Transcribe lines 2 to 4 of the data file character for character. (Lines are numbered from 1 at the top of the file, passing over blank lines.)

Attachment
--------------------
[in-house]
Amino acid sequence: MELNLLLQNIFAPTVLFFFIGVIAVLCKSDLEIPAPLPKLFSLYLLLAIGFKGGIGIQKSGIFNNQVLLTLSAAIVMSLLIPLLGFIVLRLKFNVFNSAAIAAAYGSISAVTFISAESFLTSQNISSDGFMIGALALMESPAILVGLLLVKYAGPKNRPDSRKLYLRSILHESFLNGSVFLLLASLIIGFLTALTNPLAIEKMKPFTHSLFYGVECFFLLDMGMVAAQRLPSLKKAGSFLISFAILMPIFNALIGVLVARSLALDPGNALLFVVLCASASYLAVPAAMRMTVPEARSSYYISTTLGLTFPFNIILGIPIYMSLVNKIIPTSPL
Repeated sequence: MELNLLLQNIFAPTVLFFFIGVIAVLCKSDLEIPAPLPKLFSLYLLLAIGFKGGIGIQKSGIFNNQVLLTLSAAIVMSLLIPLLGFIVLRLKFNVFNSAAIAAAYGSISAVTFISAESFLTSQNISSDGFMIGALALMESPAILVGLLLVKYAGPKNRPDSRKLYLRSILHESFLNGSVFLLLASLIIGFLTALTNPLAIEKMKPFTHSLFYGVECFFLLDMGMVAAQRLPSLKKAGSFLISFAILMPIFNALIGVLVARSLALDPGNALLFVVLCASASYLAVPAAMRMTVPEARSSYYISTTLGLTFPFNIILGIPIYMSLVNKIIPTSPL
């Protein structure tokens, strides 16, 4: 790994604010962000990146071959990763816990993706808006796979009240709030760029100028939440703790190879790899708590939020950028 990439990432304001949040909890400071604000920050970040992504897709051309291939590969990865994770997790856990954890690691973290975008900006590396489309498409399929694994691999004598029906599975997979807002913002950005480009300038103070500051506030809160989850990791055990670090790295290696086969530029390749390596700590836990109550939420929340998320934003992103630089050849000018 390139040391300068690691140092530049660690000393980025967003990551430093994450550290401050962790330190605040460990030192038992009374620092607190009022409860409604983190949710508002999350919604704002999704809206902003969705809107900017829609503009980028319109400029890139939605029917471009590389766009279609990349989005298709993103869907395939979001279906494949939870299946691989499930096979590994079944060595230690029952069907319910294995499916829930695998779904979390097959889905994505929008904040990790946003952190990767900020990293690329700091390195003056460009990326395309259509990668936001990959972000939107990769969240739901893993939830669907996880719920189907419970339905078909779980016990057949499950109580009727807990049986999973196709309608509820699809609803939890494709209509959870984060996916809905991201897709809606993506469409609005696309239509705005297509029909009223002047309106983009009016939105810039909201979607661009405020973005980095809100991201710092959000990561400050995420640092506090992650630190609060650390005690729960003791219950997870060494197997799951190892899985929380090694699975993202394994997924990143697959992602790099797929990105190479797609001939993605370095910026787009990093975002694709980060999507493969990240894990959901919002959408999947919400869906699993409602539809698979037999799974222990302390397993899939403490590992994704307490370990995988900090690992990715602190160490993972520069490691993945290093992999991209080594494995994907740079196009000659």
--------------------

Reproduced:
Amino acid sequence: MELNLLLQNIFAPTVLFFFIGVIAVLCKSDLEIPAPLPKLFSLYLLLAIGFKGGIGIQKSGIFNNQVLLTLSAAIVMSLLIPLLGFIVLRLKFNVFNSAAIAAAYGSISAVTFISAESFLTSQNISSDGFMIGALALMESPAILVGLLLVKYAGPKNRPDSRKLYLRSILHESFLNGSVFLLLASLIIGFLTALTNPLAIEKMKPFTHSLFYGVECFFLLDMGMVAAQRLPSLKKAGSFLISFAILMPIFNALIGVLVARSLALDPGNALLFVVLCASASYLAVPAAMRMTVPEARSSYYISTTLGLTFPFNIILGIPIYMSLVNKIIPTSPL
Repeated sequence: MELNLLLQNIFAPTVLFFFIGVIAVLCKSDLEIPAPLPKLFSLYLLLAIGFKGGIGIQKSGIFNNQVLLTLSAAIVMSLLIPLLGFIVLRLKFNVFNSAAIAAAYGSISAVTFISAESFLTSQNISSDGFMIGALALMESPAILVGLLLVKYAGPKNRPDSRKLYLRSILHESFLNGSVFLLLASLIIGFLTALTNPLAIEKMKPFTHSLFYGVECFFLLDMGMVAAQRLPSLKKAGSFLISFAILMPIFNALIGVLVARSLALDPGNALLFVVLCASASYLAVPAAMRMTVPEARSSYYISTTLGLTFPFNIILGIPIYMSLVNKIIPTSPL
């Protein structure tokens, strides 16, 4: 790994604010962000990146071959990763816990993706808006796979009240709030760029100028939440703790190879790899708590939020950028 990439990432304001949040909890400071604000920050970040992504897709051309291939590969990865994770997790856990954890690691973290975008900006590396489309498409399929694994691999004598029906599975997979807002913002950005480009300038103070500051506030809160989850990791055990670090790295290696086969530029390749390596700590836990109550939420929340998320934003992103630089050849000018 390139040391300068690691140092530049660690000393980025967003990551430093994450550290401050962790330190605040460990030192038992009374620092607190009022409860409604983190949710508002999350919604704002999704809206902003969705809107900017829609503009980028319109400029890139939605029917471009590389766009279609990349989005298709993103869907395939979001279906494949939870299946691989499930096979590994079944060595230690029952069907319910294995499916829930695998779904979390097959889905994505929008904040990790946003952190990767900020990293690329700091390195003056460009990326395309259509990668936001990959972000939107990769969240739901893993939830669907996880719920189907419970339905078909779980016990057949499950109580009727807990049986999973196709309608509820699809609803939890494709209509959870984060996916809905991201897709809606993506469409609005696309239509705005297509029909009223002047309106983009009016939105810039909201979607661009405020973005980095809100991201710092959000990561400050995420640092506090992650630190609060650390005690729960003791219950997870060494197997799951190892899985929380090694699975993202394994997924990143697959992602790099797929990105190479797609001939993605370095910026787009990093975002694709980060999507493969990240894990959901919002959408999947919400869906699993409602539809698979037999799974222990302390397993899939403490590992994704307490370990995988900090690992990715602190160490993972520069490691993945290093992999991209080594494995994907740079196009000659």